I came late to cartoonist Rich Tommaso's work - the first comic of his that I read was the funny-animal Tintin pastiche Spy Seal - but I think I'm falling in love. His art is so clean, his storytelling so economical, that it seems like it's just a matter of time before one of the mainstream publishers shows up on his front lawn with a dump truck of money and forces him to start drawing Batman for a living. Tommaso is an artist who is so unique that the comics industry is bound to try to crush him into something they can more easily manipulate.
Yesterday, I picked up the first issue of Tommaso's latest series, Dry County. It's a sunny Miami noir story about a guy who meets a woman and falls into really deep shit really quickly. (Sidebar: does any noir ever take place in a dark and rainy city anymore? Seems like every noir nowadays is located in Florida or California, and is always described with the word "sunbaked.") Tommaso is using a different style here than the slick European look of Spy Seal: Dry County looks almost as though it's drawn by Dan Clowes. Every face is a little bit…off…with too-small eyes or a crooked nose or a smile that twists the wrong way across someone's cheek.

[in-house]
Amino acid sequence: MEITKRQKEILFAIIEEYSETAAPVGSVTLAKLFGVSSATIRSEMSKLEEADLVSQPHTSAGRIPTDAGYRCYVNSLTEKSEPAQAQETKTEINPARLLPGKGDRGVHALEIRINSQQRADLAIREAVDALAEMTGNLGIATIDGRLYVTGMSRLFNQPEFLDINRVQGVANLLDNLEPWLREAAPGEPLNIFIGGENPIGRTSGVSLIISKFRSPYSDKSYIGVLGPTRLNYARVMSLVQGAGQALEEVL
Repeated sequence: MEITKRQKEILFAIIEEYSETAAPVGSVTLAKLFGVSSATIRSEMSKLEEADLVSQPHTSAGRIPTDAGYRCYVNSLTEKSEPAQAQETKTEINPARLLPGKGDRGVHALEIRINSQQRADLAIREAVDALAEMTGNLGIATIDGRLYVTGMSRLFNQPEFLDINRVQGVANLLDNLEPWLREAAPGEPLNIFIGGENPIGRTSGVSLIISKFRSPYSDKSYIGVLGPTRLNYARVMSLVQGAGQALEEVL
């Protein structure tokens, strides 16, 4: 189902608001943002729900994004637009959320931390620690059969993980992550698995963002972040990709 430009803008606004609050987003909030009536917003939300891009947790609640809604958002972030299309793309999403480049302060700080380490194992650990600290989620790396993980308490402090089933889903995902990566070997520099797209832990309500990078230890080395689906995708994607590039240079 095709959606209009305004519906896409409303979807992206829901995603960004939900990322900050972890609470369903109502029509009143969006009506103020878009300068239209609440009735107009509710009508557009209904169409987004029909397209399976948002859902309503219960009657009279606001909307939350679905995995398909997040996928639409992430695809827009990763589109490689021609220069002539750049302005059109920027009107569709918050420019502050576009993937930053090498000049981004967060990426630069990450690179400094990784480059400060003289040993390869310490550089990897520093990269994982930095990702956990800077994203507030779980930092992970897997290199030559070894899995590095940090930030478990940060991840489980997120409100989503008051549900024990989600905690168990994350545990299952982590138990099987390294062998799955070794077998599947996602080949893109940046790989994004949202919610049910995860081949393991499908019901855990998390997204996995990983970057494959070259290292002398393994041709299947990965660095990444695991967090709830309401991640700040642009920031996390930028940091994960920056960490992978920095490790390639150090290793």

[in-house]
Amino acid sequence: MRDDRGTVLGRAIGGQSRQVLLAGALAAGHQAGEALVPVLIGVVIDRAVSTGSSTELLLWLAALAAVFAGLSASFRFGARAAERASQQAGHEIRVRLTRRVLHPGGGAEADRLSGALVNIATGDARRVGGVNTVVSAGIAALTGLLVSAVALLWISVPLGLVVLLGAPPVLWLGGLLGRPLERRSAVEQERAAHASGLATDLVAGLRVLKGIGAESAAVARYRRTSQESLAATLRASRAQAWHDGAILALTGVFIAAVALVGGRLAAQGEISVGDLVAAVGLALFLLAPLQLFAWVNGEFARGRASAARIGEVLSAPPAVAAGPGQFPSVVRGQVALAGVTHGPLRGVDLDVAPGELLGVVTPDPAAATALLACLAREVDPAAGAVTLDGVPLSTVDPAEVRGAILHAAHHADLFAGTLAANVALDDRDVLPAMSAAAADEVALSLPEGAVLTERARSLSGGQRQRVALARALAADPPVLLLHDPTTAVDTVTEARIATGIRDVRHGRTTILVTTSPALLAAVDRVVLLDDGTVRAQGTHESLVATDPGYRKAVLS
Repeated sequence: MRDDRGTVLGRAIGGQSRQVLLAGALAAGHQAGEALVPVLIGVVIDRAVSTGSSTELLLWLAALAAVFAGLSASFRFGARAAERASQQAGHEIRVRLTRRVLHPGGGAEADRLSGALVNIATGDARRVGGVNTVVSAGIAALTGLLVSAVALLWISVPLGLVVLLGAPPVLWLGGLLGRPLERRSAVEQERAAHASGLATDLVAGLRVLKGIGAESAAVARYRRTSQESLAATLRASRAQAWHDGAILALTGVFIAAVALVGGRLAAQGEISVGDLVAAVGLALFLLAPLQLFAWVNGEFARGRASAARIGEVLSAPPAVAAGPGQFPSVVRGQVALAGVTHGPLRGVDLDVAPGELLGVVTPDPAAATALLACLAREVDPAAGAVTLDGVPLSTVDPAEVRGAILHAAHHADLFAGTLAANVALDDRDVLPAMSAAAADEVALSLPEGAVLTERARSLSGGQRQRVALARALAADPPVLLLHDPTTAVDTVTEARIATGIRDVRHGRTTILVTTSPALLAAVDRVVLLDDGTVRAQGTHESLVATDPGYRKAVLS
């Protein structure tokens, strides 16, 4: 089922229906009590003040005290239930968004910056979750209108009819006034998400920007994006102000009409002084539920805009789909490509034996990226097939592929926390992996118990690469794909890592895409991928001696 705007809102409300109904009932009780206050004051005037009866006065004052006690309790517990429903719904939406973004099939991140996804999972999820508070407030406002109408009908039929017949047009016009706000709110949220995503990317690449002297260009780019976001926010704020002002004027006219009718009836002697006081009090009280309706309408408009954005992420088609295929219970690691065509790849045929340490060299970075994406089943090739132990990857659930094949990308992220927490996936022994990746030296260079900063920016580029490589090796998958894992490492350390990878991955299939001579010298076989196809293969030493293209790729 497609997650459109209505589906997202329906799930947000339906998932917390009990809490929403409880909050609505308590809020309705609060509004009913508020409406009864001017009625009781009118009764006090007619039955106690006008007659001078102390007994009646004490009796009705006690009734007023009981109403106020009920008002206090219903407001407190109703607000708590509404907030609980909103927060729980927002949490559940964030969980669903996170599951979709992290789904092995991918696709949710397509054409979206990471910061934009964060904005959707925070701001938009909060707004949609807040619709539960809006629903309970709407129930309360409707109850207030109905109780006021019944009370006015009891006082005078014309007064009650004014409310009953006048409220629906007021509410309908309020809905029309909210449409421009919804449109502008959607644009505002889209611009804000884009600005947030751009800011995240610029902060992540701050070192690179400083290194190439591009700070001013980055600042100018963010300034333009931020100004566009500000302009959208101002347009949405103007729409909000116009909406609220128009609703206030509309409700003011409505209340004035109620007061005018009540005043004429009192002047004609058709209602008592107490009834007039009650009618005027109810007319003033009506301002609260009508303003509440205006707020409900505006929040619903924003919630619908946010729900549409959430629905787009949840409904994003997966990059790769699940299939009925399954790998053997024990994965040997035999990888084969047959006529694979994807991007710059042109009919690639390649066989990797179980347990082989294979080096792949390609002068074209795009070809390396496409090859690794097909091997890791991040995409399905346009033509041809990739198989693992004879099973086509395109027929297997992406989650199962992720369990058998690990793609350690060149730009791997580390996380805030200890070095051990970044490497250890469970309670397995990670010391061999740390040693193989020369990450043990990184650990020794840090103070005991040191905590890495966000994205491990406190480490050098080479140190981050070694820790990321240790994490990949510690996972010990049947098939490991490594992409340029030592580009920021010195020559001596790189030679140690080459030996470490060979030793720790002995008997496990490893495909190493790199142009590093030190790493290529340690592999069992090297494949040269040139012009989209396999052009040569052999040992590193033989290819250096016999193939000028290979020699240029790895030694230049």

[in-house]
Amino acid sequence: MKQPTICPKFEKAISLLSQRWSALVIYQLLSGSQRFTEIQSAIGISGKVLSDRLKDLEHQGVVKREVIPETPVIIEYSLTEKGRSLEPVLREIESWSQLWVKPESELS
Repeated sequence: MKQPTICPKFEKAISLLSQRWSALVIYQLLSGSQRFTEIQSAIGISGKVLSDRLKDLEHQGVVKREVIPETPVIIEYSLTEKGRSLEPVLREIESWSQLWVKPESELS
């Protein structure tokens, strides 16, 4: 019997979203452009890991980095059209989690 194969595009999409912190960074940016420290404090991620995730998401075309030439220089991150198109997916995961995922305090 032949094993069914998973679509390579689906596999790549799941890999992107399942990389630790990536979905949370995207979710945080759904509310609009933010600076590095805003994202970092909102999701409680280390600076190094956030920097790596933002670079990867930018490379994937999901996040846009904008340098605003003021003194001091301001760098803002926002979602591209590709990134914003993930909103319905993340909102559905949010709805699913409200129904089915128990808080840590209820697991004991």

The narrator, a cartoonist named Lou Rossi, is a misanthrope. He lurks around Miami, sweating too much and trying to drink himself to some sense of peace. Then, he runs into someone in a laundry room. Her. "A blonde goddess," Rossi calls her. Of course, there's trouble. She's in an unhappy relationship, and it's been a long time since Rossi's been in a relationship, and things start to go bad quick.
There's nothing too original in the plot, but every page of Dry County brings a new delight with it. Rossi has a friend named Robert, for instance, who seems to have wandered in from a pornographic Popeye cartoon a few books over. The opening splash page of Rossi wandering around a rave is practically the dictionary definition of what it feels like to be alone in a crowd. And a gorgeous two-panel sequence of Rossi day-drinking on a porch as he stares out onto a pastel-colored Miami street will leave you drooling.
I don't know where Dry County is going, but Tommaso has proven to be such a phenomenal talent that I expect the book to keep up this delight-on-every-page spirit until the bitter - and no doubt sunbaked - end.